The novel ‘No Presents Please’ originally written in Kannada by noted author Jayant Kaikini and translated into English by eminent translator Tejaswini Niranjana has been announced as the winner of the prestigious DSC Prize for South Asian Literature 2018 at the Tata Steel Kolkata Literary Meet in Kolkata, India, during January 2019 last month. The DSC Prize has always encouraged writing in regional languages and translations, and this is the first time that a translated work has won the prize. This magnificent book gives us a protagonist that is vivid yet full of contradictions, spirited yet lonely, embattled yet big-hearted – the city of Mumbai. Empathy and survival are the constant, codependent themes that unify every strand of this extraordinary book, creating a shimmering mosaic of a conflicted city that is as kind as it is, at times, cruel.
In a glittering award ceremony, the US $25,000 DSC Prize was awarded to Jayant Kaikini and Tejaswini Niranjana along with a unique trophy by eminent writer Ruskin Bond. As per the prize process, the prize money would be equally shared between the author and the translator. The world’s literati including writers, publishers, media and literary enthusiasts who had gathered for the Award Ceremony at the iconic Victoria Memorial Hall enthusiastically applauded the winner of the DSC Prize 2018.
The six shortlisted authors and books in contention for the DSC Prize this year were Jayant Kaikini: No Presents Please (Translated by Tejaswini Niranjana, Harper Perennial, HarperCollins India), Kamila Shamsie: Home Fire (Riverhead Books, USA and Bloomsbury, UK), Manu Joseph: Miss Laila Armed And Dangerous (Fourth Estate, HarperCollins, India), Mohsin Hamid: Exit West (Riverhead Books, USA and Hamish Hamilton, Penguin Random House, India), Neel Mukherjee: A State Of Freedom (Chatto & Windus, Vintage, UK and Hamish Hamilton, Penguin Random House, India) and Sujit Saraf: Harilal & Sons (Speaking Tiger, India)
Jury Chair Rudrangshu Mukherjee, speaking on behalf of the jury said, “The jury decided to award the DSC Prize for South Asian Literature 2018 to ‘No Presents Please’ by Jayant Kaikini which has been translated by Tejaswini Niranjana and published by Harper Perennial. The jury was deeply impressed by the quiet voice of the author through which he presented vignettes of life in Mumbai and made the city the protagonist of a coherent narrative. The Mumbai that came across through the pen of Kaikini was the city of ordinary people who inhabit the bustling metropolis. It is a view from the margins and all the more poignant because of it. This is the first time that this award is being given to a translated work and the jury would like to recognize the outstanding contribution of Tejaswini Niranjana, the translator.”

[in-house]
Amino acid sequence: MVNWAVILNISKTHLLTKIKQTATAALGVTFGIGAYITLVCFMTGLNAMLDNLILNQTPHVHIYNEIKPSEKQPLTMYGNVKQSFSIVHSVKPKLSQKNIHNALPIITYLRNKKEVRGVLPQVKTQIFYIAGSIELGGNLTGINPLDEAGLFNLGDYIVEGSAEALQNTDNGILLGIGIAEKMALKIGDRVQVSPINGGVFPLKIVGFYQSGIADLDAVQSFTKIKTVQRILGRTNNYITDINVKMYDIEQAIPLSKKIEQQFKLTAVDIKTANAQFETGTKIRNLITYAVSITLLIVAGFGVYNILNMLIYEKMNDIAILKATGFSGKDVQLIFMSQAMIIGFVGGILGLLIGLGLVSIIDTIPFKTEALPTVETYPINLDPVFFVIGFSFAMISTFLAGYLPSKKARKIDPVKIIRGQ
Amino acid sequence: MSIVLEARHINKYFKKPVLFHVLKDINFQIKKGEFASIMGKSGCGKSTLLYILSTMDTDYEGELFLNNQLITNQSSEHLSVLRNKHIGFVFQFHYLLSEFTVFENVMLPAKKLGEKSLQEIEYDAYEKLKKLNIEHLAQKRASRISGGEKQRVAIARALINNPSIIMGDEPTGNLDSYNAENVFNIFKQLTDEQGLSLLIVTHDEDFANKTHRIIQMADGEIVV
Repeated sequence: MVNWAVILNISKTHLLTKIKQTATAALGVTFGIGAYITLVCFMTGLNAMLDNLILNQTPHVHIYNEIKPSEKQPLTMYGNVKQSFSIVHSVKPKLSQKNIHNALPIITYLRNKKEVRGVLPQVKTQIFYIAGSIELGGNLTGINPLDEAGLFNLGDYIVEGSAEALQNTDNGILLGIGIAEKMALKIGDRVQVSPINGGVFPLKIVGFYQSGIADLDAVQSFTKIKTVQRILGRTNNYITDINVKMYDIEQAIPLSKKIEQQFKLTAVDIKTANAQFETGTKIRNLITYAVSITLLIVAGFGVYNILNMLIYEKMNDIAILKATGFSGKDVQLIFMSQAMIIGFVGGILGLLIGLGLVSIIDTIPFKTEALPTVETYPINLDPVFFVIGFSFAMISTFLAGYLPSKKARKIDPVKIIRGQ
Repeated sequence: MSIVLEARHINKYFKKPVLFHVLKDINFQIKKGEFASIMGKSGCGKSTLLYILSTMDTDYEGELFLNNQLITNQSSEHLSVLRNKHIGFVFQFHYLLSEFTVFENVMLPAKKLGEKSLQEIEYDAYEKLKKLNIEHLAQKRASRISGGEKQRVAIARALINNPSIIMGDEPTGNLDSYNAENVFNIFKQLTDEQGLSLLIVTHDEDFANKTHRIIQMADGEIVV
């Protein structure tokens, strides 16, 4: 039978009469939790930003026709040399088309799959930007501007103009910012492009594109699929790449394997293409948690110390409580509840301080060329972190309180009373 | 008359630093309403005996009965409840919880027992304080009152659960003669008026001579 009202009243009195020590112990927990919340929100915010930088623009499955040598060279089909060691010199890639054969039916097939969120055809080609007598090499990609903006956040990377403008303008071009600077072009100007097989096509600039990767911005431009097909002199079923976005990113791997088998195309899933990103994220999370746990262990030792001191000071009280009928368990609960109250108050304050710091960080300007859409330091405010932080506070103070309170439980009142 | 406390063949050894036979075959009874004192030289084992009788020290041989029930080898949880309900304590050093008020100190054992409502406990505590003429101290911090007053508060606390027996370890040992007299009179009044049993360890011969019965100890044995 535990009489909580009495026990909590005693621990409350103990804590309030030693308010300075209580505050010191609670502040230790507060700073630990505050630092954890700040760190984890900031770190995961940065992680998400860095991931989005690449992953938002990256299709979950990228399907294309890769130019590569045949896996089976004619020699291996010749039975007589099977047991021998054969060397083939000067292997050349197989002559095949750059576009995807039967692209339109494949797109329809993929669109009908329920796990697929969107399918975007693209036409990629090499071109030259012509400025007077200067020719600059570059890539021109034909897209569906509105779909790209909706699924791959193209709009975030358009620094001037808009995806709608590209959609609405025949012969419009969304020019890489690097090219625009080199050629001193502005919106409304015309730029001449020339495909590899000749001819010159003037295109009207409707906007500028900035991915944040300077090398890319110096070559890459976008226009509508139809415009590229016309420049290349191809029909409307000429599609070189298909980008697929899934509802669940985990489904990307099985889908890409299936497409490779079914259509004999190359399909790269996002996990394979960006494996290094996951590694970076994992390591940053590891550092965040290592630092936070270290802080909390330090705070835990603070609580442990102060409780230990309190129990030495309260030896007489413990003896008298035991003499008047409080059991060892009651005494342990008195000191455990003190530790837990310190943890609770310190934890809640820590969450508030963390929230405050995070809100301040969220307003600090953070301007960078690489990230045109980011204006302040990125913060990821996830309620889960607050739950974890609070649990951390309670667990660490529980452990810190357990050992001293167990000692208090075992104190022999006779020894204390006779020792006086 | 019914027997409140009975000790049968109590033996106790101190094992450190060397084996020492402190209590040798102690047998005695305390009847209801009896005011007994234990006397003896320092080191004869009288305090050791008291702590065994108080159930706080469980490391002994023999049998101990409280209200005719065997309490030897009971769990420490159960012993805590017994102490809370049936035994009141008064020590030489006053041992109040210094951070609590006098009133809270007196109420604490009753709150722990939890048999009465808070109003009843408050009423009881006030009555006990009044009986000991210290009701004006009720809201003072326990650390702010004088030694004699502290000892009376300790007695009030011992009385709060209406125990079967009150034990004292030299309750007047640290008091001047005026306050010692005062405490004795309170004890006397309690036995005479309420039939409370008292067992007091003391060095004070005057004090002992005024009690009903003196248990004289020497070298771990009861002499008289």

Malavika Banerjee, Director of the Tata Steel Kolkata Literary Meet, made the opening address and welcomed the DSC Prize to the city of Kolkata. As part of the evening program, the 5 member international jury panel of the DSC Prize was introduced, the shortlisted authors read excerpts from their books, and culminated with Ruskin Bond, the Chief Guest for the ceremony, presenting the trophy to the winner of the DSC Prize 2018.
Administered by the South Asian Literature Prize & Events Trust, the prestigious DSC Prize for South Asian Literature has helped to raise the profile of South Asian writing around the world by rewarding authors who write about the region. The DSC Prize for South Asian Literature which was instituted in 2010, is an established international literary prize that awards the best work in South Asian fiction writing each year. The past winners have been from various countries and their work has reflected the importance of South Asian culture and literature.
Congratulating the winner, Surina Narula, MBE and co-founder of the DSC Prize said, “My heartfelt congratulations to author Jayant Kaikini and translator Tejaswini Niranjana for winning the DSC Prize for South Asian Literature 2018 for their brilliant book ‘No Presents Please’. It was a pleasure reading the shortlist. The challenges faced by the authors to weave their protests against the wave of anti globalization into their writings of seemingly harmless pieces of literature could be seen through their work, migration being a major theme this year. The DSC Prize has completed eight years and reading South Asian literature written in English including translations has enabled larger global audiences to understand the issues globalization has brought about. The jury as usual has to do the difficult task of selecting the better amongst the best. My congratulations to the jury for their excellent choice of the winner.”